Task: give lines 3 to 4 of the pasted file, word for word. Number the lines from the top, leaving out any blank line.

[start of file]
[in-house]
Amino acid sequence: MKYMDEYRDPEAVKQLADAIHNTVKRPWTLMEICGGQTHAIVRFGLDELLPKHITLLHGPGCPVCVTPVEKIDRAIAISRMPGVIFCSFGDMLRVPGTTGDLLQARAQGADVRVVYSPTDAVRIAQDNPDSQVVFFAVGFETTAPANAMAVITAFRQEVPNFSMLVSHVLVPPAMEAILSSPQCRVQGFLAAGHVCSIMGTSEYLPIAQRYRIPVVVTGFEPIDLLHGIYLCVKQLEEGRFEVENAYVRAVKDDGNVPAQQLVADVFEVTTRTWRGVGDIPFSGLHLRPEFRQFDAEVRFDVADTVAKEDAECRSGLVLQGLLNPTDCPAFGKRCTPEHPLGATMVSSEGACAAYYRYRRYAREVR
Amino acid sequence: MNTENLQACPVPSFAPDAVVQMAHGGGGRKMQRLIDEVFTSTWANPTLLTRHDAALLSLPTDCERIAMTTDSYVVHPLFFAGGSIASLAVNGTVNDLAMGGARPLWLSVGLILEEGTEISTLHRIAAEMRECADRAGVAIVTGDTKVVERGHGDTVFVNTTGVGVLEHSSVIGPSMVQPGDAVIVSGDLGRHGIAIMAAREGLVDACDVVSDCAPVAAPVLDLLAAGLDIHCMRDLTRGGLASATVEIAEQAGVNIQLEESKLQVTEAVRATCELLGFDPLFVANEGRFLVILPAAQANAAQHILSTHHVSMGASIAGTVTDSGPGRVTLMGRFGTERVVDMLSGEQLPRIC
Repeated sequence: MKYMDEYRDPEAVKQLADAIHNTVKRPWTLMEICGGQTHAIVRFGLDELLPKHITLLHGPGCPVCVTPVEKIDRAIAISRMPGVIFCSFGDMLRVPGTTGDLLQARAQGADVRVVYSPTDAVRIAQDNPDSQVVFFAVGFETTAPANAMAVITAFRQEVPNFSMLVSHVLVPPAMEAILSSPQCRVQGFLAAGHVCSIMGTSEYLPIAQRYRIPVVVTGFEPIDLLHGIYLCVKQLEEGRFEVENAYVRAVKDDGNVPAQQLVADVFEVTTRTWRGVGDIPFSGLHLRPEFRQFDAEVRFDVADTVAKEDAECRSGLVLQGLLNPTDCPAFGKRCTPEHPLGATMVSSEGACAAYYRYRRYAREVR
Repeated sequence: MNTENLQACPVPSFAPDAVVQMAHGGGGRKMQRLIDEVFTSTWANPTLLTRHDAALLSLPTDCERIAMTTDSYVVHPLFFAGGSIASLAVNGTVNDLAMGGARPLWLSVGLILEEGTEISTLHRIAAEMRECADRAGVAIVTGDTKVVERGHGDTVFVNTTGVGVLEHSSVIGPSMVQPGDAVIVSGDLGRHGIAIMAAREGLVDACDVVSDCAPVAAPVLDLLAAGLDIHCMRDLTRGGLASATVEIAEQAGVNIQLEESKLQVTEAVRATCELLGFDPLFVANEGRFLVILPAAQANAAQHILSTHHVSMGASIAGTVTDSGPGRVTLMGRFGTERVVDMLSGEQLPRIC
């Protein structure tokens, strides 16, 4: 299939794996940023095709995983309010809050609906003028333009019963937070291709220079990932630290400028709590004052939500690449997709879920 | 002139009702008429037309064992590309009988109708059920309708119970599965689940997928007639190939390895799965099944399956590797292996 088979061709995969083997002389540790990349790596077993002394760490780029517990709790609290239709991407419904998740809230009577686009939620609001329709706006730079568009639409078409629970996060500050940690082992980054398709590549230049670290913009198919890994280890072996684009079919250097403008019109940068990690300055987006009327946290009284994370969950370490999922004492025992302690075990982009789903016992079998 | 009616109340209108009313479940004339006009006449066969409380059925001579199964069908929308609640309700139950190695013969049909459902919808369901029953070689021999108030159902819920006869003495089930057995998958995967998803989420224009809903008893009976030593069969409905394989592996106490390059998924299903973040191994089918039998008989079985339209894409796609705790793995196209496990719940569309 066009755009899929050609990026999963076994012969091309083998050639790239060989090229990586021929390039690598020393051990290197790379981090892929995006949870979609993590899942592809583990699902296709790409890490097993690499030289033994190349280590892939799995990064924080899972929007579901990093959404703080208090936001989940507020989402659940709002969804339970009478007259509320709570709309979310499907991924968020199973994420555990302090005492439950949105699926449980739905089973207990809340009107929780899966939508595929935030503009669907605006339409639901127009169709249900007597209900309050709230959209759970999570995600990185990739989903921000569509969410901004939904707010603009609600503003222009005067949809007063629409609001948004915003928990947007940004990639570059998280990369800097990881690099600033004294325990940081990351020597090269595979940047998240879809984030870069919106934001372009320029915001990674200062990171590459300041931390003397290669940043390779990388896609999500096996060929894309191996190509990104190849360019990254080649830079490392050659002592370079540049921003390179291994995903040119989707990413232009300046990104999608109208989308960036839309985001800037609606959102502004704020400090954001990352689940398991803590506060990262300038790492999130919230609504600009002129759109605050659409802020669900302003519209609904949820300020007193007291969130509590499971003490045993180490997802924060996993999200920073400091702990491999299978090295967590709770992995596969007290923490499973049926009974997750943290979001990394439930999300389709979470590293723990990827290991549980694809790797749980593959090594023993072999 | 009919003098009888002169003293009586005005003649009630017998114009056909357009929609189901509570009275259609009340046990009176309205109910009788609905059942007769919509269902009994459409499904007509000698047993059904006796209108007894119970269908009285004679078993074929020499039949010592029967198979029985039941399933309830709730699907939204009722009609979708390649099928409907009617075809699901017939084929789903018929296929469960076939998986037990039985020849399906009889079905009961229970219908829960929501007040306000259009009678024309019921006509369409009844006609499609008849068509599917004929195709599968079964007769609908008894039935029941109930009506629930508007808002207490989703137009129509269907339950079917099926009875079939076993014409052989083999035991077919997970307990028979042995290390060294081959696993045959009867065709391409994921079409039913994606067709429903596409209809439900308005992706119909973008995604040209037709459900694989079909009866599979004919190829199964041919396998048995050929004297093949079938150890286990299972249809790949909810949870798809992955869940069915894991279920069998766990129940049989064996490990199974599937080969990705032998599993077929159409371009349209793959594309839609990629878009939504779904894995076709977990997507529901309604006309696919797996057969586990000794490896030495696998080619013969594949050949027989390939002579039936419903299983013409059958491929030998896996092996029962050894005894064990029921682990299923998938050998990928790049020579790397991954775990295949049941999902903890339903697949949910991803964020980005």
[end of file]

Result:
Amino acid sequence: MNTENLQACPVPSFAPDAVVQMAHGGGGRKMQRLIDEVFTSTWANPTLLTRHDAALLSLPTDCERIAMTTDSYVVHPLFFAGGSIASLAVNGTVNDLAMGGARPLWLSVGLILEEGTEISTLHRIAAEMRECADRAGVAIVTGDTKVVERGHGDTVFVNTTGVGVLEHSSVIGPSMVQPGDAVIVSGDLGRHGIAIMAAREGLVDACDVVSDCAPVAAPVLDLLAAGLDIHCMRDLTRGGLASATVEIAEQAGVNIQLEESKLQVTEAVRATCELLGFDPLFVANEGRFLVILPAAQANAAQHILSTHHVSMGASIAGTVTDSGPGRVTLMGRFGTERVVDMLSGEQLPRIC
Repeated sequence: MKYMDEYRDPEAVKQLADAIHNTVKRPWTLMEICGGQTHAIVRFGLDELLPKHITLLHGPGCPVCVTPVEKIDRAIAISRMPGVIFCSFGDMLRVPGTTGDLLQARAQGADVRVVYSPTDAVRIAQDNPDSQVVFFAVGFETTAPANAMAVITAFRQEVPNFSMLVSHVLVPPAMEAILSSPQCRVQGFLAAGHVCSIMGTSEYLPIAQRYRIPVVVTGFEPIDLLHGIYLCVKQLEEGRFEVENAYVRAVKDDGNVPAQQLVADVFEVTTRTWRGVGDIPFSGLHLRPEFRQFDAEVRFDVADTVAKEDAECRSGLVLQGLLNPTDCPAFGKRCTPEHPLGATMVSSEGACAAYYRYRRYAREVR